At the same time, seven of nine witnesses have changed or recanted their original testimony, with some saying they were pressured by police to finger Davis. Meanwhile, new questions have cropped up about a key ballistics test, and one juror said in an Amnesty International documentary that, had she known then what she knows now, Davis would not be awaiting his execution.
With such a preponderance of new evidence, the Davis case is challenging evolving views on whether those who have been sentenced to death in US courts are guilty or innocent. At the forefront is the chasm that exists between the legal power of an initial conviction – when the burden of proof is on the prosecution and reasonable doubt is sufficient for acquittal – and the subsequent doubts raised from new evidence introduced during a convict's journey to the execution chamber.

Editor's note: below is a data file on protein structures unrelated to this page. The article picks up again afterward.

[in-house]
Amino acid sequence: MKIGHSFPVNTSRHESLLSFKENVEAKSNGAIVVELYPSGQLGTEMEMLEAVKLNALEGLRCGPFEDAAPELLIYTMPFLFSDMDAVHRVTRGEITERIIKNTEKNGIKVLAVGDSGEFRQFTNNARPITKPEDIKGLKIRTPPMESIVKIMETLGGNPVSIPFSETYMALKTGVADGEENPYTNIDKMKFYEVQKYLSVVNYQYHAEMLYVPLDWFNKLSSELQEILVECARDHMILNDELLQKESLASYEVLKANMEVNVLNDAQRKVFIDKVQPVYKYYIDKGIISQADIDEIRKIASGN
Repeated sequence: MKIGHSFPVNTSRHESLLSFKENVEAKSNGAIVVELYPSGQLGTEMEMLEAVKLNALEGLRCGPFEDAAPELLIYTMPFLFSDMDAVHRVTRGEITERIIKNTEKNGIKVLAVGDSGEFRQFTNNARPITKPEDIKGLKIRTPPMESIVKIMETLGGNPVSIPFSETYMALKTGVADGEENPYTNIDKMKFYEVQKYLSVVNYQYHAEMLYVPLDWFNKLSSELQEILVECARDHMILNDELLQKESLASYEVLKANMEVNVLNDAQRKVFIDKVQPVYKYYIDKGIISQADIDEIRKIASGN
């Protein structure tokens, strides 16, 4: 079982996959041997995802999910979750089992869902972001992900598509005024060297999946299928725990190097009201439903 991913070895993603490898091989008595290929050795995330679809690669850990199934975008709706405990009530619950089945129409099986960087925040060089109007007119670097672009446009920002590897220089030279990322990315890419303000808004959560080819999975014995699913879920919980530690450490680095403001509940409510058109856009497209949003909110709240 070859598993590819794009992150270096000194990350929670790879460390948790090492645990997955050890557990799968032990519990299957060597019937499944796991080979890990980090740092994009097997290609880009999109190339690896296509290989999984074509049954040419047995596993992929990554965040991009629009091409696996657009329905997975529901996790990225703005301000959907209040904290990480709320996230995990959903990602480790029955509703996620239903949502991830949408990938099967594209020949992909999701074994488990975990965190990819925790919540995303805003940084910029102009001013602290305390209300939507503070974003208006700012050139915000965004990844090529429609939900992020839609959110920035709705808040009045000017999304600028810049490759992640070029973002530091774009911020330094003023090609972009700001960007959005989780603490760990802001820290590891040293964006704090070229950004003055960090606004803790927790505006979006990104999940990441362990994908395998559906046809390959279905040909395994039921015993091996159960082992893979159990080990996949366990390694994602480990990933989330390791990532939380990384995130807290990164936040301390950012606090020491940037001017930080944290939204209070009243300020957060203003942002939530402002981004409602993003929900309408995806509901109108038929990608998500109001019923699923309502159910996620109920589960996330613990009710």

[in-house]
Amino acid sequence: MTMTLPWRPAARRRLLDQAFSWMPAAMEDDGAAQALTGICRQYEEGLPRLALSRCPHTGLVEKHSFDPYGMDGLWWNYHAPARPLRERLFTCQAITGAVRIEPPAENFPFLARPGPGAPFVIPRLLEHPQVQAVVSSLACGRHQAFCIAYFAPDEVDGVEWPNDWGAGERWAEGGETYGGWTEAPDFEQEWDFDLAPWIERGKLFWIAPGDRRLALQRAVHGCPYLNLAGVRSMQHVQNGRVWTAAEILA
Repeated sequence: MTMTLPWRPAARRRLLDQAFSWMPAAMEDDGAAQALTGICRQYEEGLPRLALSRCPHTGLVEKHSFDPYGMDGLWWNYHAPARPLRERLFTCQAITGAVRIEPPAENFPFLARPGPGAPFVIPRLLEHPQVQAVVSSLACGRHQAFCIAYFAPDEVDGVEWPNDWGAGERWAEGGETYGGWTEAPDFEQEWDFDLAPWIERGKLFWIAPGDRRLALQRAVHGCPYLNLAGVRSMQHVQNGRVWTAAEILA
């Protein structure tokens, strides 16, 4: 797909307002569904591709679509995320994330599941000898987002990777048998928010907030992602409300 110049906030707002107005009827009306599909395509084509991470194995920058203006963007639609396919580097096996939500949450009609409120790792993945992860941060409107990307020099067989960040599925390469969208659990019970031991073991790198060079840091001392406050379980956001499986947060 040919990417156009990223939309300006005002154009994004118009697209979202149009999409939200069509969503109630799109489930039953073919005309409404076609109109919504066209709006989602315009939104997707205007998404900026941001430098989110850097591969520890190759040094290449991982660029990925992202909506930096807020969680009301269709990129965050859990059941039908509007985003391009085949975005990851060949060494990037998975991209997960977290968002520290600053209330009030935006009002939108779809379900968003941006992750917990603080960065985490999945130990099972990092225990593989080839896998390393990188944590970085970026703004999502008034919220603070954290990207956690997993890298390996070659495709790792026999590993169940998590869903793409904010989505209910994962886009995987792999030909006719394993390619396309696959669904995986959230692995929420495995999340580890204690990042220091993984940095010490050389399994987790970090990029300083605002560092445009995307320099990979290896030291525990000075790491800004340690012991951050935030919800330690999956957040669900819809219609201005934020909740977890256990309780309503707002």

“Davis has had to show by clear and convincing evidence that he's innocent,” says Russell Covey, a law professor at Georgia State University, in Atlanta, “which is very different from having to raise a reasonable doubt about his guilt.”
While courts in the appeals process focus on a convicted person having to prove their innocence, the Georgia parole board does have more latitude when considering "executive clemency." In allowing a 90-day stay of execution for Davis in 2007, the board wrote that it would “not allow an execution to proceed in this State unless and until its members are convinced that there is no doubt as to the guilt of the accused.”